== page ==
Antoshak says many forces have compelled purchasing companies to diversify their sources of supply away from China: “First, of course, we had pandemic-induced supply chain disruptions. But now we have a changing global economy, political frictions, and a rebalancing of production costs. As a result, sourcing companies look beyond China to not only mitigate risk but also to strengthen sources of supply.” 

He also suggests supply chain resiliency will become more critical in 2023 than just-in-time delivery: “If the pandemic taught the industry anything, just-in-time supply chains could disintegrate when pressure-tested - which proved a costly mistake for the industry.”  

In turn, Antoshak predicts supply chain resiliency for many companies will come in the form of sourcing closer to consuming markets.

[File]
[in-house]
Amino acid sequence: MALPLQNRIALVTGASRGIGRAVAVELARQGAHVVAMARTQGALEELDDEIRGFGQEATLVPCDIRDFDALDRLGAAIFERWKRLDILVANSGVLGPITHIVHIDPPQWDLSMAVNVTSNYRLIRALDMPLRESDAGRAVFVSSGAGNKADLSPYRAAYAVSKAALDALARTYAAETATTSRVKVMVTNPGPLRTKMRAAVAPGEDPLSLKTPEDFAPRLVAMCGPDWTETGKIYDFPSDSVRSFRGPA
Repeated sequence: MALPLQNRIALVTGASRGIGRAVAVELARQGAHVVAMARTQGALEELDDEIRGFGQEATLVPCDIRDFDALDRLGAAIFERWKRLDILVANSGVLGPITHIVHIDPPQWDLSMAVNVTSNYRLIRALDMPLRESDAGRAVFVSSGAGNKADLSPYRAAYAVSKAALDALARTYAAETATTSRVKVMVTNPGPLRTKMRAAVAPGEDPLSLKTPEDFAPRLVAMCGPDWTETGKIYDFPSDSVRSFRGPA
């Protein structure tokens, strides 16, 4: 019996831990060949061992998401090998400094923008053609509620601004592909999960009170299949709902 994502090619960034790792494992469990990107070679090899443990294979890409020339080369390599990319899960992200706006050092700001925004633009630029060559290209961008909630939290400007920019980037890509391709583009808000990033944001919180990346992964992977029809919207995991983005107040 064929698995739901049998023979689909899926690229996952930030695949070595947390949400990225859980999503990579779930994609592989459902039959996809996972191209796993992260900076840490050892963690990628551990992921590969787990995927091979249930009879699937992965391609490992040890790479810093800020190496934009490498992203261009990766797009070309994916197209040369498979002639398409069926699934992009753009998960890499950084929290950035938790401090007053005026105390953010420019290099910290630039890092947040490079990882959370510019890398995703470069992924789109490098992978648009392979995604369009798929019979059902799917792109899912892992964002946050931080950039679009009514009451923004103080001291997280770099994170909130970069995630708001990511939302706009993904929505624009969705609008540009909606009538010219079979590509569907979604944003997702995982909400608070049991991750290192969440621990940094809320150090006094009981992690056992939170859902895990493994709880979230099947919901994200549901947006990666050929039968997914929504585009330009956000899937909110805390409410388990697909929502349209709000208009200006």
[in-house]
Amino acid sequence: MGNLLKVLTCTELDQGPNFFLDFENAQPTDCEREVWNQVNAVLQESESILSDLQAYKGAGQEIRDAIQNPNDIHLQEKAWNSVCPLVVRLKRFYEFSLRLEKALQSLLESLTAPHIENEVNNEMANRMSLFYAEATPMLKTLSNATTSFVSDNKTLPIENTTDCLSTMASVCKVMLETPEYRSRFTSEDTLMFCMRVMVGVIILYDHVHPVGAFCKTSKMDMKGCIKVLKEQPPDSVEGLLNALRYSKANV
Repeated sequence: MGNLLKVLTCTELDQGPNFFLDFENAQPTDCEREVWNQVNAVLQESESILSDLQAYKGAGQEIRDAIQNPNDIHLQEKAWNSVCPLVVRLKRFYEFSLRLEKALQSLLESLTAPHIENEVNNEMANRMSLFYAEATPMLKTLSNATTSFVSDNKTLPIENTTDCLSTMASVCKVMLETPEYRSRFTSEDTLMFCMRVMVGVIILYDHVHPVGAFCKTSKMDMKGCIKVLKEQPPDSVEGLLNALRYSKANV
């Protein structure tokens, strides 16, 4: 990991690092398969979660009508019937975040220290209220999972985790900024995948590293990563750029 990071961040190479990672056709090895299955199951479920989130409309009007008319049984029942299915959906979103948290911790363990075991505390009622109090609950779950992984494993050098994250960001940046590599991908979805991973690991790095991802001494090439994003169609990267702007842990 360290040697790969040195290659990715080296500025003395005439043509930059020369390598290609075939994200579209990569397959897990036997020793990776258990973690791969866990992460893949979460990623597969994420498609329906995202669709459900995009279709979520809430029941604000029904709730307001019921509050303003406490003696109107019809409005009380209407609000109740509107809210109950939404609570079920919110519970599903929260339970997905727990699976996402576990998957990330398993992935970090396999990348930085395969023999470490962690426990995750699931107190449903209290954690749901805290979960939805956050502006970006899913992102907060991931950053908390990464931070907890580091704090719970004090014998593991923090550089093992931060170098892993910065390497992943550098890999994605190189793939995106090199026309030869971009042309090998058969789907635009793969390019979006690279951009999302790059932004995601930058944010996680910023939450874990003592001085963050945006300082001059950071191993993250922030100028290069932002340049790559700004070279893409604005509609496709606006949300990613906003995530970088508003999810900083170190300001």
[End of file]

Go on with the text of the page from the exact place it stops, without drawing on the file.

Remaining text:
He adds: “In contrast, for others, it will come with greater diversification of sources of supply. Consequently, look for regional sourcing to expand in 2023 while sourcing in Asia also expands from a broader range of supplier countries.” 

Building resilience for the future 

The American Apparel & Footwear Association ‘s president and CEO, Steve Lamar, believes ‘first mile thinking’ will be key in 2023.  

He states: “While we continue to solve the ‘last mile’ of a product’s journey, companies must be equally laser focused on what happens before the product – from concept to consumer – begins its development journey. This first mile thinking will take on an increasingly important role in the supply chains of the future as companies assess how products are designed, made, used, and reused.”